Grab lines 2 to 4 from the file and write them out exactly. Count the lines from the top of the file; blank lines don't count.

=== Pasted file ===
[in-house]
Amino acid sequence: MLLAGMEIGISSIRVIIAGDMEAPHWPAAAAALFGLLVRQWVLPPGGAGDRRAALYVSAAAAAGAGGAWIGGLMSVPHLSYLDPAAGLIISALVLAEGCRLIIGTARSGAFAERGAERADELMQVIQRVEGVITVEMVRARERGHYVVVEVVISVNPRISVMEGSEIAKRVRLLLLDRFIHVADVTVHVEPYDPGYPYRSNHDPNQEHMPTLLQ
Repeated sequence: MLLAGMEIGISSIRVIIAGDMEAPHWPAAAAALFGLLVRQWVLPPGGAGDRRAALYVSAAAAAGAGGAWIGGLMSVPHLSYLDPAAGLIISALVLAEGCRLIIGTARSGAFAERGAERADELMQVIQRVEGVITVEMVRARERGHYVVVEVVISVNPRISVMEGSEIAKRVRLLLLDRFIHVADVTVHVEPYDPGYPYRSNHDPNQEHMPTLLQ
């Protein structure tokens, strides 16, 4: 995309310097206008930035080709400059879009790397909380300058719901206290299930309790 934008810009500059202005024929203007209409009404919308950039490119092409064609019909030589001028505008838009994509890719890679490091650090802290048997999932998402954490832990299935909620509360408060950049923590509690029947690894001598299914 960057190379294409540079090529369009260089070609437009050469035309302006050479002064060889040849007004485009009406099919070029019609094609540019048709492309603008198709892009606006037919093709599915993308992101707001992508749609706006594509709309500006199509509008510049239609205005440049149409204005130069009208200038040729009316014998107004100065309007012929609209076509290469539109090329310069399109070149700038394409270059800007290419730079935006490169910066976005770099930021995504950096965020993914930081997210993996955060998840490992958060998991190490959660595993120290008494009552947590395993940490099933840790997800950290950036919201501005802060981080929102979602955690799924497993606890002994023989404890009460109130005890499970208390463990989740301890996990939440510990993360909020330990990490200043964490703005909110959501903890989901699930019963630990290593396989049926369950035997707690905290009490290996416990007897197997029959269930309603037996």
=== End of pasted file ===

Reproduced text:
Amino acid sequence: MLLAGMEIGISSIRVIIAGDMEAPHWPAAAAALFGLLVRQWVLPPGGAGDRRAALYVSAAAAAGAGGAWIGGLMSVPHLSYLDPAAGLIISALVLAEGCRLIIGTARSGAFAERGAERADELMQVIQRVEGVITVEMVRARERGHYVVVEVVISVNPRISVMEGSEIAKRVRLLLLDRFIHVADVTVHVEPYDPGYPYRSNHDPNQEHMPTLLQ
Repeated sequence: MLLAGMEIGISSIRVIIAGDMEAPHWPAAAAALFGLLVRQWVLPPGGAGDRRAALYVSAAAAAGAGGAWIGGLMSVPHLSYLDPAAGLIISALVLAEGCRLIIGTARSGAFAERGAERADELMQVIQRVEGVITVEMVRARERGHYVVVEVVISVNPRISVMEGSEIAKRVRLLLLDRFIHVADVTVHVEPYDPGYPYRSNHDPNQEHMPTLLQ
């Protein structure tokens, strides 16, 4: 995309310097206008930035080709400059879009790397909380300058719901206290299930309790 934008810009500059202005024929203007209409009404919308950039490119092409064609019909030589001028505008838009994509890719890679490091650090802290048997999932998402954490832990299935909620509360408060950049923590509690029947690894001598299914 960057190379294409540079090529369009260089070609437009050469035309302006050479002064060889040849007004485009009406099919070029019609094609540019048709492309603008198709892009606006037919093709599915993308992101707001992508749609706006594509709309500006199509509008510049239609205005440049149409204005130069009208200038040729009316014998107004100065309007012929609209076509290469539109090329310069399109070149700038394409270059800007290419730079935006490169910066976005770099930021995504950096965020993914930081997210993996955060998840490992958060998991190490959660595993120290008494009552947590395993940490099933840790997800950290950036919201501005802060981080929102979602955690799924497993606890002994023989404890009460109130005890499970208390463990989740301890996990939440510990993360909020330990990490200043964490703005909110959501903890989901699930019963630990290593396989049926369950035997707690905290009490290996416990007897197997029959269930309603037996």